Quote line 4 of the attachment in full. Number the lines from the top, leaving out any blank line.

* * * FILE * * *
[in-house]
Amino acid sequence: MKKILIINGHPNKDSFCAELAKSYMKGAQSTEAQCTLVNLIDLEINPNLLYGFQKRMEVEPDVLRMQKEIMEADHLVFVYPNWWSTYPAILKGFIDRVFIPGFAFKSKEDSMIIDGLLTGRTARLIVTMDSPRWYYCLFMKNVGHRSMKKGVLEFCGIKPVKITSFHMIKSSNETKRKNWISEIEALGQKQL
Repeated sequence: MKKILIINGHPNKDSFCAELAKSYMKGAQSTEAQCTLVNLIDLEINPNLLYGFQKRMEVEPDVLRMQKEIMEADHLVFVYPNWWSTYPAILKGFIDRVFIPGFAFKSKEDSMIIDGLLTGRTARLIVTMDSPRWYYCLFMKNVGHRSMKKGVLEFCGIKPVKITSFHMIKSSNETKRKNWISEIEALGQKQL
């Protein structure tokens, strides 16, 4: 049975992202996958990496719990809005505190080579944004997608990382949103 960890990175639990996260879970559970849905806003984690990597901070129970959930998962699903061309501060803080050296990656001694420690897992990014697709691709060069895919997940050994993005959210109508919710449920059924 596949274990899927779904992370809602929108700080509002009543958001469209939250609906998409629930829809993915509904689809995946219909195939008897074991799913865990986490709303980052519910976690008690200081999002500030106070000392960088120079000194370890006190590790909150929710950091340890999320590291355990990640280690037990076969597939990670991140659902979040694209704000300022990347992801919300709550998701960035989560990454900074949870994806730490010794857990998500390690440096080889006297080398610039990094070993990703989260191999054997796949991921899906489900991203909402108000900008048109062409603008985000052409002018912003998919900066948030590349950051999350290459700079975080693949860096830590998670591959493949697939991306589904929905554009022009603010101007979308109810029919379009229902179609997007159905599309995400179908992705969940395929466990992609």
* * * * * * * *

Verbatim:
């Protein structure tokens, strides 16, 4: 049975992202996958990496719990809005505190080579944004997608990382949103 960890990175639990996260879970559970849905806003984690990597901070129970959930998962699903061309501060803080050296990656001694420690897992990014697709691709060069895919997940050994993005959210109508919710449920059924 596949274990899927779904992370809602929108700080509002009543958001469209939250609906998409629930829809993915509904689809995946219909195939008897074991799913865990986490709303980052519910976690008690200081999002500030106070000392960088120079000194370890006190590790909150929710950091340890999320590291355990990640280690037990076969597939990670991140659902979040694209704000300022990347992801919300709550998701960035989560990454900074949870994806730490010794857990998500390690440096080889006297080398610039990094070993990703989260191999054997796949991921899906489900991203909402108000900008048109062409603008985000052409002018912003998919900066948030590349950051999350290459700079975080693949860096830590998670591959493949697939991306589904929905554009022009603010101007979308109810029919379009229902179609997007159905599309995400179908992705969940395929466990992609």